If this is the case, then the parallel continues in the apodosis of the last line of the creed. If we are unbelieving, Christ is still faithful. Faithful to what? To deny us in judgment. Why? “Because he cannot deny himself.” His own character demands that those who don’t believe be judged.

Why all of this exegesis? Good question.

Because this early creed demonstrates how important it is for us to communicate both hope and warning, both heaven and hell. This is one of the first summary statements of the Christian faith ever created. In this summary, the church was not shy about the reality of what it means to deny Christ. They were not shy about how important God’s righteousness is to the Gospel message. They were not about to let the message of hope be lost, but neither were they going to sweep God’s righteous character, demanding of judgment and beyond being denied, under the rug of emotional accommodation.

This tells me that hope cannot be preached without warning. The sting of judgment has been their from the earliest creed. How can we compromise on it today?

C Michael Patton
C Michael Patton

C. Michael Patton is the primary contributor to the Parchment and Pen/Credo Blog. He has been in ministry for nearly twenty years as a pastor, author, speaker, and blogger. Find him on Patreon Th.M. Dallas Theological Seminary (2001), president of Credo House Ministries and Credo Courses, author of Now that I'm a Christian (Crossway, 2014) Increase My Faith (Credo House, 2011), and The Theology Program (Reclaiming the Mind Ministries, 2001-2006), host of Theology Unplugged, and primary blogger here at Parchment and Pen. But, most importantly, husband to a beautiful wife and father to four awesome children. Michael is available for speaking engagements. Join his Patreon and support his ministry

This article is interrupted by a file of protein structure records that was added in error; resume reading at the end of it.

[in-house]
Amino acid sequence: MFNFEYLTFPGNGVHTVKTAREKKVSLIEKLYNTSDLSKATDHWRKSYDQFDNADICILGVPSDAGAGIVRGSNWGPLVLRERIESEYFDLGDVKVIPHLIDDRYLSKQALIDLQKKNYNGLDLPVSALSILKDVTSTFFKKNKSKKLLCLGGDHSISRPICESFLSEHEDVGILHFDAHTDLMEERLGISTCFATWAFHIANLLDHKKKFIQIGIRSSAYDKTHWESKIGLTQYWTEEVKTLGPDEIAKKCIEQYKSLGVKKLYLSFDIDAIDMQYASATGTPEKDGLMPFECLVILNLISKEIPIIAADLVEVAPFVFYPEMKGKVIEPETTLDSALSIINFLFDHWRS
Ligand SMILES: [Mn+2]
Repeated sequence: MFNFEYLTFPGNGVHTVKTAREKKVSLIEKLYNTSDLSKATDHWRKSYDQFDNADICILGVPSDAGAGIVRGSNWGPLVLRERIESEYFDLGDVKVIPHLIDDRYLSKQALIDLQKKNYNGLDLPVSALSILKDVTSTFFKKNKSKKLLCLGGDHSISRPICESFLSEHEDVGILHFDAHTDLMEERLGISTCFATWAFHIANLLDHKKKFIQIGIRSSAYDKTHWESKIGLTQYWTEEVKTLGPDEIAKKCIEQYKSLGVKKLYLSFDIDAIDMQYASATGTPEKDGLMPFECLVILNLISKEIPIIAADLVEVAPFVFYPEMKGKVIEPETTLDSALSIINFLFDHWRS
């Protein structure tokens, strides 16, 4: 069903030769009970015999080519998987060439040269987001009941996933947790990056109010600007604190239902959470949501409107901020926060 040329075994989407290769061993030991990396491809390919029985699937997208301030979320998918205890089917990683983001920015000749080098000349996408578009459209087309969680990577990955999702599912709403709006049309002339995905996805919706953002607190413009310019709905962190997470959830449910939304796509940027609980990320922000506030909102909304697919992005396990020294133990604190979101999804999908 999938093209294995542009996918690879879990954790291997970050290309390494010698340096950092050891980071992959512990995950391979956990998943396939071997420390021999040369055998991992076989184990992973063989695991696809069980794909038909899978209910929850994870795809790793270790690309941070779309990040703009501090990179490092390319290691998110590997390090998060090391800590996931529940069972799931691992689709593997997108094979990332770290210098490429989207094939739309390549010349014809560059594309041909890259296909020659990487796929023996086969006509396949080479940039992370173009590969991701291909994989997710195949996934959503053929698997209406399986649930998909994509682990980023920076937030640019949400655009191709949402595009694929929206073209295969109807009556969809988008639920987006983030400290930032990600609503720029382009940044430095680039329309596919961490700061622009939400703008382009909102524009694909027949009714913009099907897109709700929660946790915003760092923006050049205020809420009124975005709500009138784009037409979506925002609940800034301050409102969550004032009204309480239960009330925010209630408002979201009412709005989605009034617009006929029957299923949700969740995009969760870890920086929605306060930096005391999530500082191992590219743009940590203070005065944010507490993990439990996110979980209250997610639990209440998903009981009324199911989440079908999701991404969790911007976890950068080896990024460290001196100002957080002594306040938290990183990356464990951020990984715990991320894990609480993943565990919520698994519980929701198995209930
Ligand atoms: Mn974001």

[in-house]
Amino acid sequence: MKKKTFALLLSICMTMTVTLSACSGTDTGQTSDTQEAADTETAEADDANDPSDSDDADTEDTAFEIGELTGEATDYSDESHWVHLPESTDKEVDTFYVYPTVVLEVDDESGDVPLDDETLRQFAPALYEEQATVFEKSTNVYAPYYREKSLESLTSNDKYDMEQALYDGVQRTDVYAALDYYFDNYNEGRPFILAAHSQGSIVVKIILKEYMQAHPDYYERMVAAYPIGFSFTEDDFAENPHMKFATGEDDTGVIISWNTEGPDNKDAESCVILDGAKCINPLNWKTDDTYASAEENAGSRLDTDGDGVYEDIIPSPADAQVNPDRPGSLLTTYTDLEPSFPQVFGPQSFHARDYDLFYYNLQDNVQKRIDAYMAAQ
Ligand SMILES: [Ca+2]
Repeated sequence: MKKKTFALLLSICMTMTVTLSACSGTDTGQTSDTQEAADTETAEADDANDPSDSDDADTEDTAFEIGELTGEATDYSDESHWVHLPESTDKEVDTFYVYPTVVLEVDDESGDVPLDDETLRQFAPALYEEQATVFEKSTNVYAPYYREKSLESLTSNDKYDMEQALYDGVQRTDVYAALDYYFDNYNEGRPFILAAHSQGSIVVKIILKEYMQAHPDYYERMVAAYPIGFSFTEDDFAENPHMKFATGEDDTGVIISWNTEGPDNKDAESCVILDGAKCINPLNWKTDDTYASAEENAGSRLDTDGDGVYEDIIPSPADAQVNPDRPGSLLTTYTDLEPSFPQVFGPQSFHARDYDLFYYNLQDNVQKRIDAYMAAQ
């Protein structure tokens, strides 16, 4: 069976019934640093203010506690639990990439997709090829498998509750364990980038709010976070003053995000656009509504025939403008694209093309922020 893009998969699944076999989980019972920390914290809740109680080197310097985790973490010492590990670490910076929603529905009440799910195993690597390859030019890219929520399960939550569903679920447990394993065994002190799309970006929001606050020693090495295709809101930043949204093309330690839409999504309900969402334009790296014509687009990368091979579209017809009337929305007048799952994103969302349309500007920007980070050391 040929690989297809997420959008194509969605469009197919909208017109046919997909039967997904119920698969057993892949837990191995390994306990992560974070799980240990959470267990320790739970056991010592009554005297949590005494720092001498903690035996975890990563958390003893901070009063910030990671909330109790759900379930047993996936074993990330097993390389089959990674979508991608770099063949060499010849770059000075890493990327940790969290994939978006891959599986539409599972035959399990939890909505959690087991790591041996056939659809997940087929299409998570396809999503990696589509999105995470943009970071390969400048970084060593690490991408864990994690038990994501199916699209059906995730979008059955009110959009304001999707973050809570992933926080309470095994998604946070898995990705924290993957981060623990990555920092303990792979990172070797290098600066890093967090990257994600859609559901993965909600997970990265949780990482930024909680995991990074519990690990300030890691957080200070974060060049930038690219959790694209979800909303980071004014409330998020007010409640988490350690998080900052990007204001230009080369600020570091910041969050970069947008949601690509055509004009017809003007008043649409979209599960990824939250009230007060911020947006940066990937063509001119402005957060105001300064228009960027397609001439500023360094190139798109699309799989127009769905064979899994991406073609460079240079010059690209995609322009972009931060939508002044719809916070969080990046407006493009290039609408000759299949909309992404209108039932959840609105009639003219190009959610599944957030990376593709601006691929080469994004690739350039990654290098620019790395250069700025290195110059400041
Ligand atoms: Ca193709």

3 replies to "Rethinking the Whole “If We Are Faithless . . .” Thing (2 Tim 2:11-14)"


        Impossible…. Nothing can remove us from his care or family or eternal blessing… Jn. 10; 1 Jn 5:; and this passage show us that when He saves, He saves completely and eternally. This passage i believe clearly shows eternal security is based on His power and not our failures… 1 Cord 3 being saved as through fire because all rewards are burned up. The loss is rewards not ELife…

        • chapmaned24

          Colossians 1:21-23
          King James Version

          21 And you, that were sometime alienated and enemies in your mind by wicked works, yet now hath he reconciled

          22 In the body of his flesh through death, to present you holy and unblameable and unreproveable in his sight:

          23 If ye continue in the faith grounded and settled, and be not moved away from the hope of the gospel, which ye have heard, and which was preached to every creature which is under heaven; whereof I Paul am made a minister;

          Your salvation is CONDITIONED on YOUR OWN FAITH (Colossians 1:23), not your performance (1 Cor 3).

          If you STOP believing, you stop your own salvation.